Three years later, iTunes still sucks

Last month, writer Amy X. Wang wrote a spot-on article outlining many of the issues that still plague iTunes even 13 years after it first launched.

I have avoided using iTunes at all, and only when necessary to sync or do a backup to my computer instead of iCloud. It’s been at least three years since I had it installed but I needed to do a backup and manual sync for some files after porting over to a new mobile provider.

Reluctantly, I installed iTunes 12 on my work computer. And sure enough, it still sucks due to extreme slowness and confusing IA. Per instructions from IT, I couldn’t do a restore from the backup though. It took aimless clicking around to locate my apps.

screenshot of the iTunes 12 interface showing the apps area
Screenshot: iTunes 12 apps

I had to figure out the link to the Apps area is hidden in the upper leftmenu. Then after much frustration, I saw that I needed to click a buried link labeled “Purchased” to access apps I’ve installed before. (I have never understood labeling all apps as ‘purchased’ when I’ve paid for all of five apps.)

After landing on my page of apps, which apparently shows any app I ever installed and not just the ones I currently use, I again found myself stuck. Hovering over the app icons and right-clicking didn’t provide any options or tool tips.

screenshot of the iTunes purchased apps with icons for each app
Screenshot: iTunes purchased apps

There’s a little cloud icon with a down arrow over each app icon, so I clicked one and nothing apparent happened. I tried again; I tried others; no obvious feedback. Then after clicking one, I saw a flash at the top of the screen.

screenshot showing the app downloading message at the top
Screenshot: iTunes app download message

I finally got this screen shot with some quick print screen work. While studying the image, I noticed another icon in the upper right, a circle with a down arrow. Clicking on that, I could see a list of apps I had queued for download. Only, nothing was happening. Also, why do the apps have to download to my computer for me to sync them?

I went over to the phone sync screen and saw a few of the apps I had apparently downloaded, and attempted to install them. I didn’t noticed for some time, though, that after choosing to install an app, I had to click another button hidden in the lower right.

screenshot of the iTunes phone sync apps where you install or remove apps
Screenshot: iTunes phone apps

Eventually I gave up. I went into the App Store on my new phone, found the “Purchased” apps area, and was able to quickly download the apps I wanted to use. The only thing I have to use iTunes for is creating custom ringtones. I’ve never purchased music or any other content from the iTunes store (preferring Amazon Music) and will continue to resist the Apple ecosystem.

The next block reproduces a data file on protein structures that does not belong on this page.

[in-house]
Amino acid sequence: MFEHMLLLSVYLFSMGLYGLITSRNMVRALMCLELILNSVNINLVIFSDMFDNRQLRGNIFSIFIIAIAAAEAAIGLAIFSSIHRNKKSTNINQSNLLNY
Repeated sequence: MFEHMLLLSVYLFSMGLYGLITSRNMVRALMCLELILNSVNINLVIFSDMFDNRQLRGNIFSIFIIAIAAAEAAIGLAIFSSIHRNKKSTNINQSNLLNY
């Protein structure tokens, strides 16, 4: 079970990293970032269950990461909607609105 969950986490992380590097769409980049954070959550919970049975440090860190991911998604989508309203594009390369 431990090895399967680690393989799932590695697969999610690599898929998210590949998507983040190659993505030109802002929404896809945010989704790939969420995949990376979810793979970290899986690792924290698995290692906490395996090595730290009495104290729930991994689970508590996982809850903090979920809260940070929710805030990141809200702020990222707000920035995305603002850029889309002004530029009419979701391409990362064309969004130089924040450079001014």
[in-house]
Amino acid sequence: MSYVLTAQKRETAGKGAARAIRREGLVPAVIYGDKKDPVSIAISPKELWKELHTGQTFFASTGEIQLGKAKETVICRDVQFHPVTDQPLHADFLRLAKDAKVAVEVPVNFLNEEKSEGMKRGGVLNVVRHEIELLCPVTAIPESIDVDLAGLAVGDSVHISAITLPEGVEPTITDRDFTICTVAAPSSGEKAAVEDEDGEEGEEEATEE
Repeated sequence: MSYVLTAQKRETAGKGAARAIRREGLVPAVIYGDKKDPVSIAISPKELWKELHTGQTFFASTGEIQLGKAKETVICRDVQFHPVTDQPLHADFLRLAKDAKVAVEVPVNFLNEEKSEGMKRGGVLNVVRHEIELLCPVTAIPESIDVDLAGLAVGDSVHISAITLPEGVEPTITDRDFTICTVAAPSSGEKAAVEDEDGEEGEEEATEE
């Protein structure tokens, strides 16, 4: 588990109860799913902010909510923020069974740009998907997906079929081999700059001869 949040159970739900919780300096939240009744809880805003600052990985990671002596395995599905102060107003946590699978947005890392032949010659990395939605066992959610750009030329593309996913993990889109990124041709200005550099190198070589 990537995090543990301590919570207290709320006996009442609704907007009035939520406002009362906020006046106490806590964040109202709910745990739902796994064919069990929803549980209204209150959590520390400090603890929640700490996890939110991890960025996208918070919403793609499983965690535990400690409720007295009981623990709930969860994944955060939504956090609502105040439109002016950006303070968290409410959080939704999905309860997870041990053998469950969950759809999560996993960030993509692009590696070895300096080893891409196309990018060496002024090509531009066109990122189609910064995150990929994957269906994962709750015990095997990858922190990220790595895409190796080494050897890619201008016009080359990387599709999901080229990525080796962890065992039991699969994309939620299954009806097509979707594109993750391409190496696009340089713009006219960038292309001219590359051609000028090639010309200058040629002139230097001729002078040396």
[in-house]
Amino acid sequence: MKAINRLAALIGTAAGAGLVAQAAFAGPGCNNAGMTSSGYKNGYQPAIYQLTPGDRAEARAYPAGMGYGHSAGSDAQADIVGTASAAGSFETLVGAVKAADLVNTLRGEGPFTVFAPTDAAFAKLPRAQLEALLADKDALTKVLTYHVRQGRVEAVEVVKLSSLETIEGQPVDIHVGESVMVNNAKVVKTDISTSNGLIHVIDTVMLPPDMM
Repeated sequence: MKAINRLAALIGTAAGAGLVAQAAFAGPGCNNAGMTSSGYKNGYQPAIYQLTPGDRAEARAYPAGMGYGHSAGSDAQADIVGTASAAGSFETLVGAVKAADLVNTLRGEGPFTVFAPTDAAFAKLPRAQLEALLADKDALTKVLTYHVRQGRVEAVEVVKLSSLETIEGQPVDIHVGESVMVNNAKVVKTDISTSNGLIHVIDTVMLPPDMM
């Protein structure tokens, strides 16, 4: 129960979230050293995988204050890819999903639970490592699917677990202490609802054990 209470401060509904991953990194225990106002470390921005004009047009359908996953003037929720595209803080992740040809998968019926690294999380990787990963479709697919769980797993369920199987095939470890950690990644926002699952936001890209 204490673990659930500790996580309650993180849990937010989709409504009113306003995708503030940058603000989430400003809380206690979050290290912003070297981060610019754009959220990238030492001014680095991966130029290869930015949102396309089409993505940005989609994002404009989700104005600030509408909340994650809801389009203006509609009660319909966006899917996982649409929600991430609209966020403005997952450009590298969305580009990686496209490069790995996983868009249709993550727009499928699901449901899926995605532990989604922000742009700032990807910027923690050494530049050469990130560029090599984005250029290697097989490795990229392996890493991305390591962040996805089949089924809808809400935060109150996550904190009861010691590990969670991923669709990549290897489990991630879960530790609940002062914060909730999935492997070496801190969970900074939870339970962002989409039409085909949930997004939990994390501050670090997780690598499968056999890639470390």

screenshot of the iPhone App Store with icons and options to download previously installed apps
Screenshot: iPhone App Store purchased apps

Adding a Bookmark in Safari – Part 1

I was on a call with my manager trying to login to an application that requires Safari or Firefox. He was using a Mac with Safari so I decided to use Safari as well, but on Windows.

Apple uses what I consider non-standard design patterns for some features. I say non-standard because if the other three major browsers are using similar patterns but Safari uses something different, well, it’s annoying.

I was trying to bookmark this application. Nothing in the Safari UI jumped out at me. I didn’t see anything that said ‘bookmark’ or ‘favorite’. I didn’t see a star icon. I was stumped.

screen shot of the Safari menu bar on Windows
Safari menu bar

I did notice the ‘plus’ icon to the left of the address bar but I was not willing to click it. Neither its location nor icon led me to believe it had anything to do with bookmarking a page.

I eventually clicked the ‘book’ icon, which opens a pane called “Collections” and allows one to manage existing bookmarks but does not include a way to bookmark the current page. UGH!

As it turns out, the ‘plus’ icon is the way to bookmark the current page. Such a simple task should not cause this level of uncertainty or confusion.

screen shot of Safari menu bar with plus icon highlighted
Safari menu bar ‘bookmark’ button

Design Recommendation for Safari on Windows

Safari on Windows should use the ‘star’ icon for adding a bookmark and that icon should be to the right instead of on the left, the pattern familiar to Windows users.

For comparison, here is how the other three major browsers do it.

screen shot of Chrome menu bar with star icon highlighted
Chrome menu bar
screen shot of Firefox menu bar with star icon highlighted
Firefox menu bar
screen shot of IE menu bar with star icon highlighted
Internet Explorer menu bar

Next time, I’ll examine the bookmarking UI patterns on mobile.